Think about the state of the software industry 30 years ago. Back then, computerized devices were far more limited, and home computers were barely more than glorified calculators. Today, though, in our “there’s an app for that” society, computing power is king, and the software business is extremely profitable. Quite a bit has changed in the computing world over the last three decades, but legal view of software patents has stayed relatively the same.
But that might change based on the outcome of one crucial Supreme Court case.
On March 31, the Supreme Court of the United States will hear arguments in Alice Corp. v. CLS Bank, a case that will, at the very least, clear up case law from the federal circuit and could conceivably upend the software industry as we know it.
According to Linda Thayer, partner at global IP law firm Finnegan, the claims in Alice are “Interesting, but, as some people have pointed out, these might not be the best claims to address this issue. But, it was the most ripe and made it to court,” so it will be the test case for the patentability of software. She noted that the Supreme Court needs to step up and weigh in with a standard, and speculates that the decision won’t be about the claims in the case specifically, but more about the big picture.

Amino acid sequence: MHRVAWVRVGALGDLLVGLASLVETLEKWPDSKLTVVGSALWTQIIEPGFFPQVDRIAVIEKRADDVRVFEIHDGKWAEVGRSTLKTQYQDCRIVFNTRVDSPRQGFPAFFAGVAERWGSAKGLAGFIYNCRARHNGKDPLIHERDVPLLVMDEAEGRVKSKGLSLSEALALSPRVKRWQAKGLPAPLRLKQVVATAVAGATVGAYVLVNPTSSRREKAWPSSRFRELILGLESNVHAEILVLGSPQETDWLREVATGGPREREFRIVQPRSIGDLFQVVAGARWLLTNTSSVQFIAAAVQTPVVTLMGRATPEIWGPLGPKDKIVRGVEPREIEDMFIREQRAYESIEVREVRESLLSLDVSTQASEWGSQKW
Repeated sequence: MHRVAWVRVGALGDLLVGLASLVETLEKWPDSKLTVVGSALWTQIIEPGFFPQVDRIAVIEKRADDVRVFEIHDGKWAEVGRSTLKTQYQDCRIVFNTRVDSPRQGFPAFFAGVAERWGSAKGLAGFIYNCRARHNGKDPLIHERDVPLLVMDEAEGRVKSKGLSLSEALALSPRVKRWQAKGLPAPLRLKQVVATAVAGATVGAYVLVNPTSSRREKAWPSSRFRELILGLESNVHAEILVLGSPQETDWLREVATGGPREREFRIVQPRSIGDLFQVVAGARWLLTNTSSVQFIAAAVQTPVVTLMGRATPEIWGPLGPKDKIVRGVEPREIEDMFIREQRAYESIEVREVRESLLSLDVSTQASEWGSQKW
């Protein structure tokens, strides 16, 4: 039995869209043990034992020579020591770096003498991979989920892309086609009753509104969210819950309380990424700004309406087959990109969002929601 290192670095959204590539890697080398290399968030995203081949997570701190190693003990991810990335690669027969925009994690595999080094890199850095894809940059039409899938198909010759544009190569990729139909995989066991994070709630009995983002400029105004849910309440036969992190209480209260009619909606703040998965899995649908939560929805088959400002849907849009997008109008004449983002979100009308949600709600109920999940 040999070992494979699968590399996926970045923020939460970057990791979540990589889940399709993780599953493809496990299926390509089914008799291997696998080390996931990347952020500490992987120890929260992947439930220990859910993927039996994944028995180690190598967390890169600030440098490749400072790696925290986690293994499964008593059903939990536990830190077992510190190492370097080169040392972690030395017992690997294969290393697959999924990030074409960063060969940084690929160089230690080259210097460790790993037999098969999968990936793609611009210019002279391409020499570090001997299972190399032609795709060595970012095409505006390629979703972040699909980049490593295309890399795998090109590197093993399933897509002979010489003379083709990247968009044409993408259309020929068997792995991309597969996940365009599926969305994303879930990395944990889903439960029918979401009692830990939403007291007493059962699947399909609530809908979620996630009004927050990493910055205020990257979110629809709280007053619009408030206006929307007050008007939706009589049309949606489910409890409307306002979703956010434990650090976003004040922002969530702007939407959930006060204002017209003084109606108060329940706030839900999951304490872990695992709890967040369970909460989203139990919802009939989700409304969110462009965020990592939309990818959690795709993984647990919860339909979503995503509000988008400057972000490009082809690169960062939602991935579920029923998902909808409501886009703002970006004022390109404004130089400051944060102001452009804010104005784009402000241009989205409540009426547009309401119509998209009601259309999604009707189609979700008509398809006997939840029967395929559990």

The primary issue that the Court needs to clear up, says Thayer, is the application of the “101 filter,” refering to Section 101 of the Patent Act of 1952 which stands as the first threshold to deciding if an invention can be patented. Thayer believes that, based on the history of the statute, Congress’ intent was that it “not be a strict filter, just to eliminate things that are natural ideas or not made by man.” She anticipates the Court leaving 101 as a broad filter, letting anything man-made through, then looking at other statutes, like 102, 103, 112 etc. to see if something is new or novel.
One reason why this case is getting so much attention is that it closely relates to the patent troll issue. Studies show that nearly half of all troll litigation deals with software patents, so there is a strong overlap between unwanted litigation and specious patents. “A lot of troll patents were issued when the patent office was underfunded,” Thayer explains. “The examiners were not well trained and lacked tools to search as to why claims were not patentable.” She says that the solution is not to limit the 101 filter but rather to let patent claims through and crack down on how patents are examined in light of 102, 103 and 112 grounds.
Since the federal circuit cannot come to an agreement, the only avenue is the Supreme Court. The arguments occurring on March 31 won’t be settled for several months, but there is no doubt the case will reverberate for a long time, though probably not 30 more years…